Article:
One way it's doing that is by no longer requiring schools to teach cursive.
It's a move to allow kids more time on keyboarding.
Indiana is one of more than 40 states, including Illinois and Kentucky to adopt the Common Core curriculum, a states standards initiative that is phasing out cursive writing in classrooms.
The Indiana Department Of Education sent out a memo in April, telling school districts about an emphasis on typing over the old-fashioned form of cursive handwriting.
Mount Vernon School District Curriculum Director Jody Pfister says it's just a sign of the times.
"Coming up this fall, we will probably go business as usual then begin to transition in the keyboarding which is what they are advocating, so handwriting is no longer a part of the curriculum," Pfister said.
Common Core curriculum supporters say it prepares students for college and careers by encouraging proficiency in typing.
Under the new state standards schools can still teach cursive, but don't have to.
College student Claire Wezet still writes class notes in cursive, but she admits younger generations are less dependent on this type of handwriting.
"We've just progressed to that and writing letters and things like that, people don't really do that as much anymore. I would like to see it stay and continue being taught in the schools," Wezet said.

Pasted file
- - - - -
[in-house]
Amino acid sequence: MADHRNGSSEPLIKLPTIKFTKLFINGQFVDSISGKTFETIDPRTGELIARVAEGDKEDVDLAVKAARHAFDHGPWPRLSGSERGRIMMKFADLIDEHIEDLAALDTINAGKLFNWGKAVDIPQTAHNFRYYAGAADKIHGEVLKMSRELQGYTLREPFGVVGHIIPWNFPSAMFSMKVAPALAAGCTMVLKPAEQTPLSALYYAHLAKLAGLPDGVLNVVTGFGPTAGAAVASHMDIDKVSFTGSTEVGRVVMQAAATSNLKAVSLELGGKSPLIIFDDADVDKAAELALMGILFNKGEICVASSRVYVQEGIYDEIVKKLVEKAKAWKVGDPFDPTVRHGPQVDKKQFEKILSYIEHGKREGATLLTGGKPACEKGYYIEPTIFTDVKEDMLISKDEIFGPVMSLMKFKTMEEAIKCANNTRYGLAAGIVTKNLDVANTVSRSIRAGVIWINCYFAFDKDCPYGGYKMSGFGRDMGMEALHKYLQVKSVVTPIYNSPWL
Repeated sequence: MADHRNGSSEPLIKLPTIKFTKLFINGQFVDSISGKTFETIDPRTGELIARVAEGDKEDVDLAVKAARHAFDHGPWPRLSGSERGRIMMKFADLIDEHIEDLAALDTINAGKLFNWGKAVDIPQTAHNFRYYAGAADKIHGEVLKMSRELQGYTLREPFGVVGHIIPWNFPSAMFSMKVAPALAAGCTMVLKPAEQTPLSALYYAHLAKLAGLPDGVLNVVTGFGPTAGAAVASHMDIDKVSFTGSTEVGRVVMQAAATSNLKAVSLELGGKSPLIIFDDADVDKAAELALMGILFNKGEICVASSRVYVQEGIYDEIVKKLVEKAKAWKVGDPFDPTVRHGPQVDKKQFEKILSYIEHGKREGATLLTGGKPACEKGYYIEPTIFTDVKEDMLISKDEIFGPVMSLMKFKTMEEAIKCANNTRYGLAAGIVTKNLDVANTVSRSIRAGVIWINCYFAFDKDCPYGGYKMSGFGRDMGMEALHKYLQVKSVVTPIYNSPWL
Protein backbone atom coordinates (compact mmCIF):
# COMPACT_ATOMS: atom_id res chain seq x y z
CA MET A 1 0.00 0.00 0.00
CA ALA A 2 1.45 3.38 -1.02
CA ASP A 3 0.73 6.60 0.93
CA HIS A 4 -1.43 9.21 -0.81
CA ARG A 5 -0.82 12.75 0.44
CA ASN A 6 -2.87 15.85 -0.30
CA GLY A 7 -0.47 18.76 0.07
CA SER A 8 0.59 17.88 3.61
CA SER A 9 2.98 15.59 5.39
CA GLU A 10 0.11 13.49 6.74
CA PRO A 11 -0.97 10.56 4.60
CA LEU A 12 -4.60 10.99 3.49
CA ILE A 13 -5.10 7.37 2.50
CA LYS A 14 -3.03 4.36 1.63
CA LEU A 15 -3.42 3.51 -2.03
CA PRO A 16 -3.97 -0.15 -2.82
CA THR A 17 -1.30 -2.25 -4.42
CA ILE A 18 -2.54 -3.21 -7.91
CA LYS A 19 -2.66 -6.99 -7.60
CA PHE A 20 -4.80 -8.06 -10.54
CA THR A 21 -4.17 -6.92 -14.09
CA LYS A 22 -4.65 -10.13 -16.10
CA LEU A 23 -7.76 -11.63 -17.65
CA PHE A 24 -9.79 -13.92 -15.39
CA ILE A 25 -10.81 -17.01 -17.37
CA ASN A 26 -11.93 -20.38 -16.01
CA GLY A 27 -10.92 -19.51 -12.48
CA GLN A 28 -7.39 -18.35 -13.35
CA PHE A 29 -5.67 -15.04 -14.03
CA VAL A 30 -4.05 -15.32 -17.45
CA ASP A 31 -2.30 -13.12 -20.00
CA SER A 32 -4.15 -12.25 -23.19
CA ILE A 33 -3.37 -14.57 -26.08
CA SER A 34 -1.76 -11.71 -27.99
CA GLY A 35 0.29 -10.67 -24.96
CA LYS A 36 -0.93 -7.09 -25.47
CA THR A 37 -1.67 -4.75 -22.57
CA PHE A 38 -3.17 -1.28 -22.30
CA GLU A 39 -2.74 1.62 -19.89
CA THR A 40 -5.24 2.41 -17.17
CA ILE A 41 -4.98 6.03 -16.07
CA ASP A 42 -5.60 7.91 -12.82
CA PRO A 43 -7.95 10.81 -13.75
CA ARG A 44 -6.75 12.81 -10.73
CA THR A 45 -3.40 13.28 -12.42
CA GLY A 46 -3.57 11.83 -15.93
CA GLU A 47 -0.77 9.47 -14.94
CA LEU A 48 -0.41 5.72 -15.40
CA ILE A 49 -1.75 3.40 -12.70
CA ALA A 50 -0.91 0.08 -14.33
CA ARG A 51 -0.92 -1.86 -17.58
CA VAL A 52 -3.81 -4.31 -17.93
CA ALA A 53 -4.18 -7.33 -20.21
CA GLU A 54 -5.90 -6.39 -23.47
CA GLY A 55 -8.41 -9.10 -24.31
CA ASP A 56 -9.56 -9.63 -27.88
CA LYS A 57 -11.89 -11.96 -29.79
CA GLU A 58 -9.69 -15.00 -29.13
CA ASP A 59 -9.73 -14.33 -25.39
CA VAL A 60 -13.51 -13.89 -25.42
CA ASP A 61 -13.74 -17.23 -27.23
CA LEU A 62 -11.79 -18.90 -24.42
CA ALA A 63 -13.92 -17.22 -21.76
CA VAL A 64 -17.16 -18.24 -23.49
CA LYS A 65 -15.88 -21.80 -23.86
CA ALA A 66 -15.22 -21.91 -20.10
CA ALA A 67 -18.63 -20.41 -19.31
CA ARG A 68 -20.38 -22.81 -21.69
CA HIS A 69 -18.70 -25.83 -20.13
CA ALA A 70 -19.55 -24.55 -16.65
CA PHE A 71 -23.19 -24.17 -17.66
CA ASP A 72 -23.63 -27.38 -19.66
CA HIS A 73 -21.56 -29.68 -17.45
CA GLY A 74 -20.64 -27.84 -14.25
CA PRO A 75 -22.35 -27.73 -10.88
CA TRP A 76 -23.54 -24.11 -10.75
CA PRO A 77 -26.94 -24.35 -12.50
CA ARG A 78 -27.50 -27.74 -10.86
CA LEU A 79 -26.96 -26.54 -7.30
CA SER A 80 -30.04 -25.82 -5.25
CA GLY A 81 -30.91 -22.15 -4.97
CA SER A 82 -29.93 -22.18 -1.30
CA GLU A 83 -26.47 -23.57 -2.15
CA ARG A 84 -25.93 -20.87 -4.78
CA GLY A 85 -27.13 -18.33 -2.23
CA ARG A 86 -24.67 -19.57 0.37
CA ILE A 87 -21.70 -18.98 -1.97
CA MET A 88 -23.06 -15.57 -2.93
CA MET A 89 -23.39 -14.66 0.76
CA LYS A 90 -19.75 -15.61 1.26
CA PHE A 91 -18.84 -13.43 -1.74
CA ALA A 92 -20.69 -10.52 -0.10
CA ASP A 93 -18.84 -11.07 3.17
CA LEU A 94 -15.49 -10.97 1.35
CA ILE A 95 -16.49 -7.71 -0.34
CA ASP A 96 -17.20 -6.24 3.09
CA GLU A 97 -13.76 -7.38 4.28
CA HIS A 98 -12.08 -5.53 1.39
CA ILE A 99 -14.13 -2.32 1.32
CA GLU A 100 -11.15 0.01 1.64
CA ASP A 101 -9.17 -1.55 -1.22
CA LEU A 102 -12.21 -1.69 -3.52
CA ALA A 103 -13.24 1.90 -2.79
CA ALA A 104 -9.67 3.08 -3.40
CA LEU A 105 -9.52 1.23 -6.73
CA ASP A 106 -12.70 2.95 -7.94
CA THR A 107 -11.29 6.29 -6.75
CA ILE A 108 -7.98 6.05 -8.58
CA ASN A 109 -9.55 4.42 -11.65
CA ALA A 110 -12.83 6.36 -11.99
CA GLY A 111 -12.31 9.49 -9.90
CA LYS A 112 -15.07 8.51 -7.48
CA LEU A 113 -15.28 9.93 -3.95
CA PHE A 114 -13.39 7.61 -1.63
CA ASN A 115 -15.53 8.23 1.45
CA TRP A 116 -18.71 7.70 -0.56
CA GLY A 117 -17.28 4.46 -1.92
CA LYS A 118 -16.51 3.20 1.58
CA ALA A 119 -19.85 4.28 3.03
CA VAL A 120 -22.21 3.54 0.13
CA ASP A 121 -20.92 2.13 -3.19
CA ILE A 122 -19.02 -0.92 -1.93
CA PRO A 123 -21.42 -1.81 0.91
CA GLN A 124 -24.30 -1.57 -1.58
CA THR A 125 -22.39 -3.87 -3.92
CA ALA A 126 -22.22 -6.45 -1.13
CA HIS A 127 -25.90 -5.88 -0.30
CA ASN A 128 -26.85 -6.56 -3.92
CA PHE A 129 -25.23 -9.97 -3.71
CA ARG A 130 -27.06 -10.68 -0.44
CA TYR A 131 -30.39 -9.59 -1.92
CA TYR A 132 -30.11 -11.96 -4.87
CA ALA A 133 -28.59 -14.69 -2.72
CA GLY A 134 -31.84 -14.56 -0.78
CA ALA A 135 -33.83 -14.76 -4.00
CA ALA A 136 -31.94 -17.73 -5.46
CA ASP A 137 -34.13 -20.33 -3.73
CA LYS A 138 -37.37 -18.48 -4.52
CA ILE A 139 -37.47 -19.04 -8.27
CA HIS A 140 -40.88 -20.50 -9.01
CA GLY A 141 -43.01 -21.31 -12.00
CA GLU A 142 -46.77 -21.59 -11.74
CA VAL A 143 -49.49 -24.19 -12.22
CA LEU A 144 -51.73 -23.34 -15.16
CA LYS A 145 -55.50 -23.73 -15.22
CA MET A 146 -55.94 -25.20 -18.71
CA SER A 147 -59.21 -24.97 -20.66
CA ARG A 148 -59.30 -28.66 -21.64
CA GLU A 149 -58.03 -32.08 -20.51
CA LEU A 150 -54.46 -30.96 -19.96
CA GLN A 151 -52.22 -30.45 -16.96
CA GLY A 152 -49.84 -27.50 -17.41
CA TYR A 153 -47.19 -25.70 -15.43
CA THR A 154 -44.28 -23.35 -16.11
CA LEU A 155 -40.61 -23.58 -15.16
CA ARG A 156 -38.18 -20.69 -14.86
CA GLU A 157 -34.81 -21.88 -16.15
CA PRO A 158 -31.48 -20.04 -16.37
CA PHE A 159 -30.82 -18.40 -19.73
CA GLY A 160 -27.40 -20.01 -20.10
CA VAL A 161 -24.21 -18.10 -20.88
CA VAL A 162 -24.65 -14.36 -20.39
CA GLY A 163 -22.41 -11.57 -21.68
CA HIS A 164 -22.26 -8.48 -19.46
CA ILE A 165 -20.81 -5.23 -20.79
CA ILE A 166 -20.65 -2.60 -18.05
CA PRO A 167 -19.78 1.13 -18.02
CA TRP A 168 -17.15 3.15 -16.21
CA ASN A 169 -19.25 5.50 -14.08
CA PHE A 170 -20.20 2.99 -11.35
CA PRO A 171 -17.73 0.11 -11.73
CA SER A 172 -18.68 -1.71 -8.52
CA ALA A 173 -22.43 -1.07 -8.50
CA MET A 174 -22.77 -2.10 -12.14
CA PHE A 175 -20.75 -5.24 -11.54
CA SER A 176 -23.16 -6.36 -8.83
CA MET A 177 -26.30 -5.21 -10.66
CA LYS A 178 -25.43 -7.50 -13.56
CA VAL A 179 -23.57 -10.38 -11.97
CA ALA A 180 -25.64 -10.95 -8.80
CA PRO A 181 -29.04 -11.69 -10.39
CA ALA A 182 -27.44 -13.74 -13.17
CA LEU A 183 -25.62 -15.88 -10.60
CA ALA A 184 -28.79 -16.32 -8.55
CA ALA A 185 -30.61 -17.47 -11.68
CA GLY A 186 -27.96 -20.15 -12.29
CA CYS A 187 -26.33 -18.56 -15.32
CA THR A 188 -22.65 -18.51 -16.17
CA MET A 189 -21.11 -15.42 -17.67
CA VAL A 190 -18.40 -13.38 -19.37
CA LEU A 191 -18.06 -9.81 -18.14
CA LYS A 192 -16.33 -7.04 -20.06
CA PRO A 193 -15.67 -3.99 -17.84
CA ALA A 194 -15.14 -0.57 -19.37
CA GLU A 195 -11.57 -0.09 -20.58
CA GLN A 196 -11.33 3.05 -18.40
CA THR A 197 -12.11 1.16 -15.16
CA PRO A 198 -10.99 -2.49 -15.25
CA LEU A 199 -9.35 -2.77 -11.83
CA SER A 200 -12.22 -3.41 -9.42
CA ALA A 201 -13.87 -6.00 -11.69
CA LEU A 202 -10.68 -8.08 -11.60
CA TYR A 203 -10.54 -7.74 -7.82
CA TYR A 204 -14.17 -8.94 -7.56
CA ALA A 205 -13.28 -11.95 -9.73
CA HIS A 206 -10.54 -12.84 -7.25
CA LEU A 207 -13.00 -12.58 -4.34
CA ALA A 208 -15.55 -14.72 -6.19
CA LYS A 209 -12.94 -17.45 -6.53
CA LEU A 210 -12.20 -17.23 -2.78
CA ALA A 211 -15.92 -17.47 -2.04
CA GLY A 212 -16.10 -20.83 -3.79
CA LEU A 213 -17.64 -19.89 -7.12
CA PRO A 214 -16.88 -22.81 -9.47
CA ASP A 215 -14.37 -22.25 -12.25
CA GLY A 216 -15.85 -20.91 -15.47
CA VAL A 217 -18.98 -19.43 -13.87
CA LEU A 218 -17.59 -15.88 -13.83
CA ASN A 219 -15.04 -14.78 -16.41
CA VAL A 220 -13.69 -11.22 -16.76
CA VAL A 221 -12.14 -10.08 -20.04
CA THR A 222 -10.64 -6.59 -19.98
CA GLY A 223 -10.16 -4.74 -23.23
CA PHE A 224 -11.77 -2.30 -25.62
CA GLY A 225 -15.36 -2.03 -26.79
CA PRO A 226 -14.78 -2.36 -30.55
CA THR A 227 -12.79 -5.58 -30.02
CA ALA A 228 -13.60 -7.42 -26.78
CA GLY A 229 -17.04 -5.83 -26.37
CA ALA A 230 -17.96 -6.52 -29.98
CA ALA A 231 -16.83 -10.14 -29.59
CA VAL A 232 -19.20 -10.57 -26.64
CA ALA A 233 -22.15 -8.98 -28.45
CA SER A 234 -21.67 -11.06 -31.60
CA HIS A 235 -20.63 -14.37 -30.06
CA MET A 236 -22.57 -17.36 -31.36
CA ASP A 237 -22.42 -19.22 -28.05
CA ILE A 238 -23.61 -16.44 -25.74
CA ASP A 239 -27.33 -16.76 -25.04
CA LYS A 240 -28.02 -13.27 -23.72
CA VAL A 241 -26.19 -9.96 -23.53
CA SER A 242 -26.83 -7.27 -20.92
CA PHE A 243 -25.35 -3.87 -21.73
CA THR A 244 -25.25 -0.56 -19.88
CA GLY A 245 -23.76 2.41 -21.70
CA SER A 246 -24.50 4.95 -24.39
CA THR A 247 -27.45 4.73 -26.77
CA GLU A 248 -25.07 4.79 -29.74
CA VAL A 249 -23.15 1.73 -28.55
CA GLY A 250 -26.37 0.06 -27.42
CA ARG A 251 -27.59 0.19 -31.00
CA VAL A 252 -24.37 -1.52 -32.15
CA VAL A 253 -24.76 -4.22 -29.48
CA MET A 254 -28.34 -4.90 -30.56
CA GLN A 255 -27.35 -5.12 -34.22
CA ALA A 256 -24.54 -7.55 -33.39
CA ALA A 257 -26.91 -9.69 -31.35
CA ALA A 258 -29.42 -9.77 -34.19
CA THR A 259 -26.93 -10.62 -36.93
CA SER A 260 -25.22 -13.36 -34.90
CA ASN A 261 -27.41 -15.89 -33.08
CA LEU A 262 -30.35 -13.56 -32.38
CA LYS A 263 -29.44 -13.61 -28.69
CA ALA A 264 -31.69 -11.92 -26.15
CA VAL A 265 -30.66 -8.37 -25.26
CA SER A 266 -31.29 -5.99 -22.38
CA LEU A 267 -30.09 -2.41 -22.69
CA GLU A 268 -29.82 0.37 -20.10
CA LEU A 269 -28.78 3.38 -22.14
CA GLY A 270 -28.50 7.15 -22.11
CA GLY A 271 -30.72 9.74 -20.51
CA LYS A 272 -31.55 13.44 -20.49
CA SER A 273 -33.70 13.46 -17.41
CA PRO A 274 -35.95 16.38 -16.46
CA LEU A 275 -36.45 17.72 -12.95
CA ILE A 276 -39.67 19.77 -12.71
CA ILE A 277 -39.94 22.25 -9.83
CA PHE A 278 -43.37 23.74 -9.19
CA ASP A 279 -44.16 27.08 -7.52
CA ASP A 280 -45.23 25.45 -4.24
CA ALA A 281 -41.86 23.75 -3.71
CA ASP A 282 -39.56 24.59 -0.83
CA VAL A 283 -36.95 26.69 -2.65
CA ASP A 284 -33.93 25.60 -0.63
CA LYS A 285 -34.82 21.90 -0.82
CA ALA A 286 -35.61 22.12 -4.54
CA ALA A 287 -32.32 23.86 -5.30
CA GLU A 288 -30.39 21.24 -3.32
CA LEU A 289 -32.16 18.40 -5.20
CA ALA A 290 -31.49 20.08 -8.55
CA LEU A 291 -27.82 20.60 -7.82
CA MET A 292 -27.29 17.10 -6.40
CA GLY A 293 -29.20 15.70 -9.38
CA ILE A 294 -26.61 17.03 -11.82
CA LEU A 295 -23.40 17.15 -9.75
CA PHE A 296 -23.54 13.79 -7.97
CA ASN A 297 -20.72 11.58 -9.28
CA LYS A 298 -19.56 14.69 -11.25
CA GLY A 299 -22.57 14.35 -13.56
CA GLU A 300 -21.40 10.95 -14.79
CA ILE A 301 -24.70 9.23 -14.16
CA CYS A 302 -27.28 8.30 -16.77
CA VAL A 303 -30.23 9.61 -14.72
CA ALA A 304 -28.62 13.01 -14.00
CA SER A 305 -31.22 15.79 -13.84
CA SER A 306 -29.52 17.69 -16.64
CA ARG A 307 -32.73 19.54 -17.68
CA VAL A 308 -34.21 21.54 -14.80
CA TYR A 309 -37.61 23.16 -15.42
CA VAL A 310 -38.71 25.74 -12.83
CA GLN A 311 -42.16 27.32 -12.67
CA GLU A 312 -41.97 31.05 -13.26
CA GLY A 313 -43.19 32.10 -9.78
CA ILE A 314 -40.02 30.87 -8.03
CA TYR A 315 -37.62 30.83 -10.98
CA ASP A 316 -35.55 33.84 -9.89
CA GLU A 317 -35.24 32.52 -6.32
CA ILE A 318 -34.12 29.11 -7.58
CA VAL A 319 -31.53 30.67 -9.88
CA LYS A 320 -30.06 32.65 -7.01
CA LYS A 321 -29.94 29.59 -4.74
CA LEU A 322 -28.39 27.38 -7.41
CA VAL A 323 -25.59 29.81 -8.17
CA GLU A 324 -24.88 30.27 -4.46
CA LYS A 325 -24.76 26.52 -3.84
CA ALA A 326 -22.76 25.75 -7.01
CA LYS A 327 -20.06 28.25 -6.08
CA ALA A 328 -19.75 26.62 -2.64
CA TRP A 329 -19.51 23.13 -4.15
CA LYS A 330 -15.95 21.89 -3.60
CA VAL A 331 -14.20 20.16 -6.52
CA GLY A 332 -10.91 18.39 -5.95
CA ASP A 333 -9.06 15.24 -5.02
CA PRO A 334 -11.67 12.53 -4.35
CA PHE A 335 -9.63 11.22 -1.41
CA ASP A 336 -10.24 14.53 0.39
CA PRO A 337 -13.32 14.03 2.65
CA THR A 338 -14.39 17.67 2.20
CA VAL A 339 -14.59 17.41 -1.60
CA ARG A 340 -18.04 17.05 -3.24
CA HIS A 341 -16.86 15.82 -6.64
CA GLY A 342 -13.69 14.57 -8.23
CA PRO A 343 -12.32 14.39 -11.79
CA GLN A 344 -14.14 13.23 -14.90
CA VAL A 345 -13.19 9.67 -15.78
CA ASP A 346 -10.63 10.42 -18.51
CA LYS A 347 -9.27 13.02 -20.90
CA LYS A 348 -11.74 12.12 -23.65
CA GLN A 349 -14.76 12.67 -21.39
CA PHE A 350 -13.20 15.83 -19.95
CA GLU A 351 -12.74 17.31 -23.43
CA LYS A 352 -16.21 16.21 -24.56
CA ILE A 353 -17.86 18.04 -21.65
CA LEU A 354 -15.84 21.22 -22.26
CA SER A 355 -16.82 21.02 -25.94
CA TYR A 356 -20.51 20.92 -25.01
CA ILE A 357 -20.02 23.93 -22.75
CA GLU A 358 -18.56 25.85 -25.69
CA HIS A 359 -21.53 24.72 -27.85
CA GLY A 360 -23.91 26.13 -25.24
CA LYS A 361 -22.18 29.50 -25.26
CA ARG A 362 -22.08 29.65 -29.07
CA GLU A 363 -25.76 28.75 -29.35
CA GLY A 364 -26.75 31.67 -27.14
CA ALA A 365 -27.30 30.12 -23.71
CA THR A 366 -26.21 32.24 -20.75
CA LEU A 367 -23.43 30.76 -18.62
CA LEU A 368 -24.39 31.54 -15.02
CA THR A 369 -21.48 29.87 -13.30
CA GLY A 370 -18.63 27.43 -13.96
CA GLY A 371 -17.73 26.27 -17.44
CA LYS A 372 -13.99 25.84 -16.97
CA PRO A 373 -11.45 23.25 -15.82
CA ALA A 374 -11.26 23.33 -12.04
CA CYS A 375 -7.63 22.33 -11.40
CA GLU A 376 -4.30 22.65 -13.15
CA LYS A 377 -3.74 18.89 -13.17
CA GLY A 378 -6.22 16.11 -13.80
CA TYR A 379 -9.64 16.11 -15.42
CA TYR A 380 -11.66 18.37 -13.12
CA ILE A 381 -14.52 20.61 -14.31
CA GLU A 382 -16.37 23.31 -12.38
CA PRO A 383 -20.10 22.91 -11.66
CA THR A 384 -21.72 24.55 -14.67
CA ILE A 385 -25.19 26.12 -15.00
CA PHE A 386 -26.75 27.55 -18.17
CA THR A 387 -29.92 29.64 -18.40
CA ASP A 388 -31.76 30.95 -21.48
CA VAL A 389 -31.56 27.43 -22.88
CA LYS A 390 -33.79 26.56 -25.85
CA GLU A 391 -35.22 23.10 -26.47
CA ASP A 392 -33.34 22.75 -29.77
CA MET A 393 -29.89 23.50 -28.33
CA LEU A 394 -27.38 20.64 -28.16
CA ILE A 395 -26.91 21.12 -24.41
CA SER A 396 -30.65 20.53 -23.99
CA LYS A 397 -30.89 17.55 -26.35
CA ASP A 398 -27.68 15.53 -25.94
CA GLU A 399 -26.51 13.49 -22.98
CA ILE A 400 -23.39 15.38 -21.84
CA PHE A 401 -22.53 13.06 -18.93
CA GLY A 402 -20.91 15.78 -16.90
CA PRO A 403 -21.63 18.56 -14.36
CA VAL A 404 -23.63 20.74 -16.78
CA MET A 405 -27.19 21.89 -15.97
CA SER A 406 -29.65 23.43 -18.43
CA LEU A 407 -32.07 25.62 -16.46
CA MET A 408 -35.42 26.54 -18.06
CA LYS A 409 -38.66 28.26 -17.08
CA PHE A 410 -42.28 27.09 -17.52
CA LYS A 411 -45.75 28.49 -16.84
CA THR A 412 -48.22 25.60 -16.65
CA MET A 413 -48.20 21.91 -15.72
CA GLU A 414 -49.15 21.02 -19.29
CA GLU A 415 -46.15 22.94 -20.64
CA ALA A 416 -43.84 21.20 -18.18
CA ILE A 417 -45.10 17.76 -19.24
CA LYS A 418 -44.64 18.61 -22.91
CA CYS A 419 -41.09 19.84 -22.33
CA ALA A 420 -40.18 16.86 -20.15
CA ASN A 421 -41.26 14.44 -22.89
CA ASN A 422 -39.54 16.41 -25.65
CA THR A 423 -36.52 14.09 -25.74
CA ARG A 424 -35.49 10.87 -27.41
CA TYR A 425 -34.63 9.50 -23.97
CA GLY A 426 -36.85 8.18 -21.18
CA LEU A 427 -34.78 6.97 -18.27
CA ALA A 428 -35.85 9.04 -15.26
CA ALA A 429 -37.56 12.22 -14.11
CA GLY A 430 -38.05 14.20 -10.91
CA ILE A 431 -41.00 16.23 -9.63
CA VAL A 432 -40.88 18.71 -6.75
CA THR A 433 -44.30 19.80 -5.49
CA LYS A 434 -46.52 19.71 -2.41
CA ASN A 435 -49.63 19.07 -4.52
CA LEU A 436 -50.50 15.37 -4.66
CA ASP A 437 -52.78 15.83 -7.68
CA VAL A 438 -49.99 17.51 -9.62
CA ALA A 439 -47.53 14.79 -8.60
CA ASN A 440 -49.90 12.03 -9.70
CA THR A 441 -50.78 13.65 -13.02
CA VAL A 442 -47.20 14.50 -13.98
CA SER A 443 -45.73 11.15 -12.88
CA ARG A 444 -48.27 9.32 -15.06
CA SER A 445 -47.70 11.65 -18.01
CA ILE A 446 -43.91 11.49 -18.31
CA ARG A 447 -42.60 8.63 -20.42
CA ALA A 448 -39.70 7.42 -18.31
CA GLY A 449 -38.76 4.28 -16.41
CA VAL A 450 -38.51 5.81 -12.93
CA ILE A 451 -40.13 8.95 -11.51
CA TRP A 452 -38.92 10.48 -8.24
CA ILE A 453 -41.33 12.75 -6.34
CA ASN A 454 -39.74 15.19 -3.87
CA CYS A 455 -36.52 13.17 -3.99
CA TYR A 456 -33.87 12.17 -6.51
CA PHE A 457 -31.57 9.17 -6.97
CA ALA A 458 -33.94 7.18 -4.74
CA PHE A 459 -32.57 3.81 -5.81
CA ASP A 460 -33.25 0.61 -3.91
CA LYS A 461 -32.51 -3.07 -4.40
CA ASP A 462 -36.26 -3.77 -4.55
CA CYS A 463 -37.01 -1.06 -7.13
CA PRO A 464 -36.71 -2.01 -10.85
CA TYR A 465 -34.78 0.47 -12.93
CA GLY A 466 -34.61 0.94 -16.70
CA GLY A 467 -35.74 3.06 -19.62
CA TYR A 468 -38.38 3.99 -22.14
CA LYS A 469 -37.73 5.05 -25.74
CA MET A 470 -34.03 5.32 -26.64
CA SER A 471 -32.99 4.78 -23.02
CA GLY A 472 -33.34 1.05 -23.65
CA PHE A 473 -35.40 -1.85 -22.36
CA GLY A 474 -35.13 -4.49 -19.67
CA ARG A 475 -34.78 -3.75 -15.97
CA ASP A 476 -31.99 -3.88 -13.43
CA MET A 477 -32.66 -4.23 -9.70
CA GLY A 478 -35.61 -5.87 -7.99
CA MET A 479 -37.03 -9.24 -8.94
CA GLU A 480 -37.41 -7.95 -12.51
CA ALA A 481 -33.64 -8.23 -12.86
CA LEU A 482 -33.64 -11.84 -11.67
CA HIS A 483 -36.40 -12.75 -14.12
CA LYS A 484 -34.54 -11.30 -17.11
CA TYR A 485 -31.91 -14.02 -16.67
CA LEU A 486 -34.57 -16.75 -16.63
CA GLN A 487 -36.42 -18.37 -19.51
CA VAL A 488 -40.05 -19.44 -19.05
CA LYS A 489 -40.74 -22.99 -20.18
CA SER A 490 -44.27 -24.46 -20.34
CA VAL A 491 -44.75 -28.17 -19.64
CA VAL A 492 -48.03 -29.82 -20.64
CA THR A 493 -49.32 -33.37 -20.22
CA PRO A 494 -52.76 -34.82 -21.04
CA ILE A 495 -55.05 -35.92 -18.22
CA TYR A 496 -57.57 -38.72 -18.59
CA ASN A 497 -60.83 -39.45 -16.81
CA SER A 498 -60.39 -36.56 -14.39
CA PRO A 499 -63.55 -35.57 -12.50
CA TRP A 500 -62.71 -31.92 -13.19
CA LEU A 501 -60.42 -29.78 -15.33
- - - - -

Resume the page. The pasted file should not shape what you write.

The Indiana Department Of Education expects more schools to offer keyboarding classes and to focus more on skills students need to be be competitive in today's global economy.
But others say no longer requiring cursive to be taught could have a long term effect on society.
Cursive was once the only way to write, and it is very much part of our nation's history. "Writing out things has been a big part of our culture and who we are so that's why I think it's sad because it's a big part of our culture we would be losing," said parent Shauna Goff.
"If you look at the old documents or if you look at handwriting from the civil war letters, they are flourishing and absolutely beautiful it's like a work of art, so yes I think we might be losing something that is definitely an art form we need to keep around but progress moves on," Pfister said.
Most local school districts will continue cursive assignments for now, but it''s a skill, and an art, that is being slowly erased in today's classroom.